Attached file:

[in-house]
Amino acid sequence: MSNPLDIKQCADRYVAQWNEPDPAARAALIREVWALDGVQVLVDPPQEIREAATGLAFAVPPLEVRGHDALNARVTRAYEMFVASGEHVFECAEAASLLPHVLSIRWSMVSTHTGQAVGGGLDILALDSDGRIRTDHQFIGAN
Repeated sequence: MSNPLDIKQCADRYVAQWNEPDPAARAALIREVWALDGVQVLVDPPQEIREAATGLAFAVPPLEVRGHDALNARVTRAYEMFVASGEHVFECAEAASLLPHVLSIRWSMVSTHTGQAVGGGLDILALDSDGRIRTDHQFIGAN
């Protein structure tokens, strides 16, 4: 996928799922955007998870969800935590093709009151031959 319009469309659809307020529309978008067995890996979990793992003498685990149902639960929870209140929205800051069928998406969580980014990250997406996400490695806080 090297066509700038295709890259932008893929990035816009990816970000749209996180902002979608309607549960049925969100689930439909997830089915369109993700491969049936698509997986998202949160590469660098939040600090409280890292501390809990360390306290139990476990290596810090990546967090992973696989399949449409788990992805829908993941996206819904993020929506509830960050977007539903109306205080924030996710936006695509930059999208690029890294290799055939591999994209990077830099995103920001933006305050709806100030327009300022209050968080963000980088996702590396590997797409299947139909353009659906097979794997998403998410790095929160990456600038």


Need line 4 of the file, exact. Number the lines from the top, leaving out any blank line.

């Protein structure tokens, strides 16, 4: 996928799922955007998870969800935590093709009151031959 319009469309659809307020529309978008067995890996979990793992003498685990149902639960929870209140929205800051069928998406969580980014990250997406996400490695806080 090297066509700038295709890259932008893929990035816009990816970000749209996180902002979608309607549960049925969100689930439909997830089915369109993700491969049936698509997986998202949160590469660098939040600090409280890292501390809990360390306290139990476990290596810090990546967090992973696989399949449409788990992805829908993941996206819904993020929506509830960050977007539903109306205080924030996710936006695509930059999208690029890294290799055939591999994209990077830099995103920001933006305050709806100030327009300022209050968080963000980088996702590396590997797409299947139909353009659906097979794997998403998410790095929160990456600038």